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Feven Getachew
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Strategic planning transitions from ideas to action

By Nicholas Chisholm

The College’s strategic plan is moving out of the abstract into action, beginning this school year.

Beginning in August 2011, committees of faculty, staff and students began to lay the foundation for the future of the College. In April 2012, the Steering Committee and smaller working groups issued a Major Directions Report that distilled a year of planning into six “major directions” that would constitute strategic planning for the College’s future. The Board of Trustees responded with certain modifications over the summer.

Vice President for Strategic Planning Angela Voos was tasked with translating the ideological underpinnings of the report into concrete solutions. Voos is now working to create committees that will focus on implementing specific proposals. The committees will consist of a senior staff lead and a faculty co-lead who together will work within existing structures to implement the plan.

Both the specifics of the committees and formulation of the action plans will be open for comments from the student body at town-hall meetings Sept. 19 at noon and Sept. 27 at 8 p.m. in the JRC.

However, the population most affected by the strategic action plan is not even on campus yet. Over the course of last year, market research group Art and Science observed that to prospective students, Grinnell lacks a unified trademark setting it apart from the dozens of other liberal arts colleges.

The upcoming website redesign will be the most evident change to how prospective students perceive the College.

“There will be a whole new, way cool, web presence. It is a completely different way of experiencing the web and it was developed to serve the community and to serve prospective students,” Voos said. “So it won’t look like a 1990s web site.”

Another focus of the changes will be financial aid and admissions, because financial aid costs are rising in a possibly unstable manner, challenging the College’s value of access for students of different financial backgrounds.

“We can’t do it with the endowment alone,” Voos said. “The endowment just isn’t going to do it. So we are going to need to find different ways to provide access.”
“We don’t want to overspend the College’s resources today at the expense of those students years to come in the future,” said Joe Bagnoli, Vice President for Enrollment and Dean of Admission and Financial Aid.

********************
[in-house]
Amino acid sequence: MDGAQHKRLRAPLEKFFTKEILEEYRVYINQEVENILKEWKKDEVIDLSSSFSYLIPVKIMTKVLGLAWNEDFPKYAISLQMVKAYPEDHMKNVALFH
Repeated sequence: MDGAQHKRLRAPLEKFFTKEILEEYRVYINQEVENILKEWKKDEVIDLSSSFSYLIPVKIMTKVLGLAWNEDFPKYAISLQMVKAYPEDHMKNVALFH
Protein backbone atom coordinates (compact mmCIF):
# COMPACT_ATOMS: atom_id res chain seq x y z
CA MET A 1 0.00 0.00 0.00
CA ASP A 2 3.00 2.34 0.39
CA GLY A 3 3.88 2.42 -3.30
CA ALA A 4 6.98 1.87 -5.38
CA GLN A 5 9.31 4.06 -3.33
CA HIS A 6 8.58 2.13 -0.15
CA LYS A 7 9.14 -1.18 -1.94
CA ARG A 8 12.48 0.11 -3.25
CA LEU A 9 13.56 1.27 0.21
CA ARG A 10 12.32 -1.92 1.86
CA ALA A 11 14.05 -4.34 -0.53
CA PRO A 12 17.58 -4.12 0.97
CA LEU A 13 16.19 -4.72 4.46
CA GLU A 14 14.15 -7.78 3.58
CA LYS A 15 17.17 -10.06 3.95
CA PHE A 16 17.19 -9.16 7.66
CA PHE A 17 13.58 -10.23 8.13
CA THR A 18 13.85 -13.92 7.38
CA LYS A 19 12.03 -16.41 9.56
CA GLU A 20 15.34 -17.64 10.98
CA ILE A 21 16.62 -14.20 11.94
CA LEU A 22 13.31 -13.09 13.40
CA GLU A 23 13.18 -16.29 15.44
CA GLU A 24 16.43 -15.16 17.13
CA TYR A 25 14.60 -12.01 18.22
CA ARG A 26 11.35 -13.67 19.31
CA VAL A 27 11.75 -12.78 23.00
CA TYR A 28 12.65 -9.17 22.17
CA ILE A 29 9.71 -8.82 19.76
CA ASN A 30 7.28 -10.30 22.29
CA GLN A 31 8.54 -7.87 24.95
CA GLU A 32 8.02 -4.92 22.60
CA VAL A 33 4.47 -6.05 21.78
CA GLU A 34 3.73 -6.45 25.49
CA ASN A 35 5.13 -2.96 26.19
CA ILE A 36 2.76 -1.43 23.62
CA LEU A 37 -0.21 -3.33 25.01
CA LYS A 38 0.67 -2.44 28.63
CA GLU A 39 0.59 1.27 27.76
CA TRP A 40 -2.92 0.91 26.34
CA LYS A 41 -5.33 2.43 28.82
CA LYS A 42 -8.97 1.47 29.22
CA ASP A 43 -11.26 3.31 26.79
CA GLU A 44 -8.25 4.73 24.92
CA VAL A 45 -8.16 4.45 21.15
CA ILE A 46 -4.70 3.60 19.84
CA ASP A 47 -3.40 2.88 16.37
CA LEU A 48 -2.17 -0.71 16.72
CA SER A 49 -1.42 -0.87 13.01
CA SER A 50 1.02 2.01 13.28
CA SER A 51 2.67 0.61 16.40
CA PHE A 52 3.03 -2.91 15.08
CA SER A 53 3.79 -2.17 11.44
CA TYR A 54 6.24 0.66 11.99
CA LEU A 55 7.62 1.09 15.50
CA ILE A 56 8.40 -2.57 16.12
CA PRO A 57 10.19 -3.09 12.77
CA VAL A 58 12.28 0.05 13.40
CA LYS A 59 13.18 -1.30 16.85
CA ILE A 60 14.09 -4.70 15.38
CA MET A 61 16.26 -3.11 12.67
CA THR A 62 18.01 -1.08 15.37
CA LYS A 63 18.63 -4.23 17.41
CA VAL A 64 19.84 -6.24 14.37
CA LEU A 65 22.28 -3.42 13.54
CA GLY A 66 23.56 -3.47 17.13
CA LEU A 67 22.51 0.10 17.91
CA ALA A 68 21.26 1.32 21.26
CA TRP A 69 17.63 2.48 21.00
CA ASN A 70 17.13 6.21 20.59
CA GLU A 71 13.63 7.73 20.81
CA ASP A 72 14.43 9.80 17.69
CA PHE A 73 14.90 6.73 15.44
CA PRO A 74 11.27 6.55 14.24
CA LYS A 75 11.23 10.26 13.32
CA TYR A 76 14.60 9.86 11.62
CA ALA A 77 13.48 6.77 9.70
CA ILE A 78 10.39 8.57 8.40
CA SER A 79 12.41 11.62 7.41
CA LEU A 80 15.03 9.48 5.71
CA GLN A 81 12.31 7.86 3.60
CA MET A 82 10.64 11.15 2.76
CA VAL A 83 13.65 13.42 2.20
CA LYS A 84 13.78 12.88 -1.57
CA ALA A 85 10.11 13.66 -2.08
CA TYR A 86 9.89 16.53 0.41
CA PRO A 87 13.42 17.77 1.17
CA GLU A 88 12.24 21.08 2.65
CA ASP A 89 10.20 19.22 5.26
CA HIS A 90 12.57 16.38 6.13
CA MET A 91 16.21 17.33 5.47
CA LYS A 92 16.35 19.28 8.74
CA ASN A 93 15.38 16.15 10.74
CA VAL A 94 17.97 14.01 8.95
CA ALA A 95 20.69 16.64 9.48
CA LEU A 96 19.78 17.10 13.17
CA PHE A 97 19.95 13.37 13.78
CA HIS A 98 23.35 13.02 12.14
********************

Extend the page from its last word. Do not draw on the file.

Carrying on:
The Major Directions Report weighed in on the challenges the current financial trajectory poses for financial aid.

“The working group strongly reaffirms Grinnell’s core values of need-blind admission and a commitment to meet the full demonstrated financial need of domestic students,” the report states. “Rising levels of total financial aid spending challenge our ability to admit students without regard to need. We have a range of options for how we continue to meet their need: impose further on our endowment, attract more gift dollars to the College, increase the percentage of students who can contribute tuition toward operational costs or some combination of the three.”

The trustees’ response to this report balances a commitment to provide access to Grinnell’s education with financial considerations. Their response calls for a need to “explore the financial considerations in decisions about the composition of the incoming class, and adjust these considerations in the context of the College’s near- and longer-term budget and programmatic aspirations while maintaining a sustainable commitment to access to higher education.”

Voos emphasized the College’s commitment to the broad value of access for students of different financial backgrounds.

“Grinnell is committed to access,” she said. “It’s not a little commitment. It’s a huge commitment to making this amazing education available for those who might not otherwise be able to. Need-blind is a policy that supports this value of access. We need to make sure we support this value.”

The Major Directions Report also calls for maintaining the College’s current student body size of about 1,600 students. The report says that the working group considered benefits of a smaller student body, such as more selective admissions and a greater ability to maintain diversity. The group also considered the benefits of a larger student body, such as the ability to hire more faculty and expand majors. However, the group decided that maintaining the current size was the best option, since a smaller student body would lead to a loss of revenue, while more students would require construction and a decrease in admissions selectivity.

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